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Summary Jan 2011 - June 2012
Gene therapy is a new, experimental method of fighting or preventing disease. Researchers may use it in several ways, for example, the replacement of, or deactivation of, a defective gene, or the introduction of a totally new, disease-fighting gene into the body.
In most gene therapy studies, a normal gene replaces a disease-causing gene. A carrier molecule, called a vector, is used to deliver the normal gene to the patient's target cells. The vector most commonly used is a virus, which delivers genetic material in a similar way to that it normally uses to infect human cells. The cells then produce the required proteins and are restored to their normal, functioning state.
Gene therapy is in its early stages of development but could be a promising option for treating a number of inherited diseases and some cancers. Scientists, working on cells in a laboratory, have shown that it is possible to correct the defective CF gene by adding a healthy copy of the gene. Research is continuing to develop this as a successful treatment for the disease.
Genes implicated in depression, HIV, prostate cancer and many more disorders are also currently being researched. The benefits of gene therapy have to be weighed against issues such as the body's immune reaction to introduction of foreign materials and ethical considerations such as who would receive and who would pay for this extremely expensive form of treatment.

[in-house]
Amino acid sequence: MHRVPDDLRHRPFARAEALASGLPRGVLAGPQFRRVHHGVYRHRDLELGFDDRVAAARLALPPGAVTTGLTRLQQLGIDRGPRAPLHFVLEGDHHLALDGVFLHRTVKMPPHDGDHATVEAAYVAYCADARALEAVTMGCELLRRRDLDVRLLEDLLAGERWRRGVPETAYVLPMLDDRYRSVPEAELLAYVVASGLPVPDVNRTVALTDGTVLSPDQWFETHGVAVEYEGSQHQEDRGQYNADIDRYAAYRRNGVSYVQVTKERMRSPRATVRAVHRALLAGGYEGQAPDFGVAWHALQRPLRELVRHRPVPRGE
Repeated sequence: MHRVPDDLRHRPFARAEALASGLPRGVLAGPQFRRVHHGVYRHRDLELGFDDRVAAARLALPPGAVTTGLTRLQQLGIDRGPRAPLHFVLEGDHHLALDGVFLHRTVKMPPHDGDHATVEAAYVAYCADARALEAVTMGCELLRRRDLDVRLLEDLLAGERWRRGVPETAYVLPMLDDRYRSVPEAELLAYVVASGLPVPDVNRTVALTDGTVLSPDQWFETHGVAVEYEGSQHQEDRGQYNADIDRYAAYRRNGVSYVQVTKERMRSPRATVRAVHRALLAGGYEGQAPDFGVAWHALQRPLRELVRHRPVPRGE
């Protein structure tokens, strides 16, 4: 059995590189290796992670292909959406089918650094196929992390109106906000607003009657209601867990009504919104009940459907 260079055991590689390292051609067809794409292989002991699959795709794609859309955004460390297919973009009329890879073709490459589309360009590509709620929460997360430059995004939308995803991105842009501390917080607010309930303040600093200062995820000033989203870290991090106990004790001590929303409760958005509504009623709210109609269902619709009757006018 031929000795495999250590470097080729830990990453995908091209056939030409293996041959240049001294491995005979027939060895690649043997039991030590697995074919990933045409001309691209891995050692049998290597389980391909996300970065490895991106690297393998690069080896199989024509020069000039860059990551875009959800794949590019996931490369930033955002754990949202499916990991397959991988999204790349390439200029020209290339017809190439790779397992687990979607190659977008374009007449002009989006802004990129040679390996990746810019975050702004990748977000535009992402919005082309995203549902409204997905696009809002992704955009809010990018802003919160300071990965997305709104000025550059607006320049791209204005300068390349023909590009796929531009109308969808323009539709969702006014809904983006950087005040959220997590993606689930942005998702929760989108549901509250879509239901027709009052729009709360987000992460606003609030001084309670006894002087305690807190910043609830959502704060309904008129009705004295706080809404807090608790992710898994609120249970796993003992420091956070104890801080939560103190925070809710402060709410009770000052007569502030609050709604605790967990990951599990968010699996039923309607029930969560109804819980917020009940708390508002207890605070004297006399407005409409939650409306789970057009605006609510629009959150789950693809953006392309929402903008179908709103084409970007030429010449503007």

This has been done on a large scale in the production of human insulin. At one time insulin for the treatment of diabetes was obtained from slaughtered cows and pigs, however, because of the slight differences from human insulin, there were problems with immune reactions and side effects. Scientists identified the human gene for the production of insulin and, using special enzymes, were able to remove it and implant it in bacterial cells.
The altered bacteria multiplied and soon millions of bacterial cells were producing human insulin. The same process was used to produce human growth hormone (previously only available from cadavers) and today many drugs and vaccines are produced in this way.
By using genetic engineering animals and plants with desired characteristics can be produced. Scientists can produce crops that will grow in previously hostile environments, fruits and vegetables that are bigger, look more appetising and stay fresh longer and animals that produce, for example, more milk, better meat or are faster growing. Such organisms are described as genetically modified (abbreviated to GM) and, although there are apparent advantages, there is much debate as to the safety and desirability of GM foods.
DNA, or genetic, fingerprinting is a procedure of analysing the DNA in samples of body tissue or fluids for the purposes of identification. Like conventional fingerprints, a DNA fingerprint is unique to an individual (with the exception of identical twins whose genetic material is the same). Perhaps its best-known use is in forensic science where suspects can be matched to samples of blood, hair, skin, saliva or semen.
A sample of tissue, as small as that found at the root of a hair, is usually enough. DNA is isolated from the sample and subjected a laboratory procedure involving six stages. The end product is a DNA fingerprint that resembles the barcodes found on most supermarket packaging. This can be compared to the DNA fingerprint of tissues found at a crime scene to confirm the presence (or not) of a suspect.
Some of the additional uses for DNA fingerprinting are:
As of 2005, the DNA database in the UK was the most extensive in the world with over 2 million records. This can be a very useful resource, however, there is concern that many records of individuals, who have been found innocent of crime, have been kept on the database, which is regarded by some as a breach of civil liberties.